Algerian Author Rachid Boudjedra
With his very first novel, La Répudiation, award winning Algerian writer, Rachid Boudjedra, gained a reputation for his explicit language and being outspoken in his views of Muslim traditionalism. In the literary world, he was hailed as a leader in what was seen as a new movement of experimental fiction. La Répudiation, which is said to reflect his difficult childhood, was banned in Algeria at the time of its release in 1969. Due to concerns for his safety, the author lived in France for a number of years, later moving to Rabat in Morocco, where he remained until 1975, before returning to his home country.
Born in Ain Beida, in the Ouargla Province of eastern Algeria, on September 5, 1941, Rachid Boudjedra was raised in the traditional Muslim manner. Upon completing basic education in Algeria, he continued to study in Spain and later Paris where he obtained a degree in philosophy at the prestigious Sorbonne University. His main focus of research during his studies was the controversial French writer and physician Louis-Ferdinand Destouches, better known under his nom de plume, Louis-Ferdinand Céline. Boudjedra spent some time teaching in Paris and then in the Moroccan city of Rabat before returning to Algeria where he worked for the Algerian Bureau of Cinematography.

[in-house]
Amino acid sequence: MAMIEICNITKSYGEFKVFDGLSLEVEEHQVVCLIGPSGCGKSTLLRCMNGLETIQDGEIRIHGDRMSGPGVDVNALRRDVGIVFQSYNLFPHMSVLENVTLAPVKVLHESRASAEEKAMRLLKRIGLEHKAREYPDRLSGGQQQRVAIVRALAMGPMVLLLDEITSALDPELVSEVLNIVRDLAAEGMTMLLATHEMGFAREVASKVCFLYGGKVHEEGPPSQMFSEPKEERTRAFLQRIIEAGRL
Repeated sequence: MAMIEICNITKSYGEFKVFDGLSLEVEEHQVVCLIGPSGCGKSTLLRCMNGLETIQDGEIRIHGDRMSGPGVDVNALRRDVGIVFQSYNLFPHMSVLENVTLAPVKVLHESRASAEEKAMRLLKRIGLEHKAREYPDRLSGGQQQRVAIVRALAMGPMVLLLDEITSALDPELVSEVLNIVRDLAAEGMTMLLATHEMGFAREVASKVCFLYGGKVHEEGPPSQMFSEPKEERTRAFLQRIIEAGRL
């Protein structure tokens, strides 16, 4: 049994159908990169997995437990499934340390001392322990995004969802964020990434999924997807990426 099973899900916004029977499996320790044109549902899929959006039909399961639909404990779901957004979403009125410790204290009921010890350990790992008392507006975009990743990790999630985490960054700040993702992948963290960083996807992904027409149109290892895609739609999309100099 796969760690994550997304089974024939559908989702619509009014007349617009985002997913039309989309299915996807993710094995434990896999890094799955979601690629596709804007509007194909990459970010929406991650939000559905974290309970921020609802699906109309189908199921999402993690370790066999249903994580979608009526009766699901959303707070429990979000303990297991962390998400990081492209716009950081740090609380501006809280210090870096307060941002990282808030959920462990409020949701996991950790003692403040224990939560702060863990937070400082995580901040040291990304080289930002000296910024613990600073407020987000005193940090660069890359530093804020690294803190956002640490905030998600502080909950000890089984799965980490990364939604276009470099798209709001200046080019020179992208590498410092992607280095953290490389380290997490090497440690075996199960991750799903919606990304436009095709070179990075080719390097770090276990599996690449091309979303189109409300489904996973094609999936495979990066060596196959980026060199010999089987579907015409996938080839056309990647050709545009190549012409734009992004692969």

Following on the success of his first novel, Boudjedra’s next literary offering was the novel L’Insolation (Sunstroke) where he explored different mental states, mixing dreams with reality. In 1975, his novel Topographie idéale pour une agression caractérisée< details the experiences of an illiterate Berber peasant as he tries to find work in the unfamiliar, and often hostile, environment of the city. In L’Escargot entêté (The Stubborn Snail), Boudjedra uses the mediocre life of a bureaucrat to symbolize the less than satisfactory outcome of the Algerian revolution. In 1979, his satiric novel Les 1001 Années de la nostalgie (1001 Years of Nostalgia) Boudjedra spins the tale of an ancient traditional Saharan village faced with the complexities and modernity of an American film company.
After writing a total of six novels in the French language, Rachid Boudjedra completed some works in Arabic, before writing once again in French in the mid-1990s. In addition to his novels, Boudjedra’s works include poetry and he has collaborated in writing scripts for a number of films. His awards include the Cannes Golden Palm, Festival of Carthage, and the Jean Cocteau Prix des enfants terribles. Today, Rachid Boudjedra divides his time between his homes in Algiers and Paris. His most recent novel to be published is titled Hôtel Saint Georges.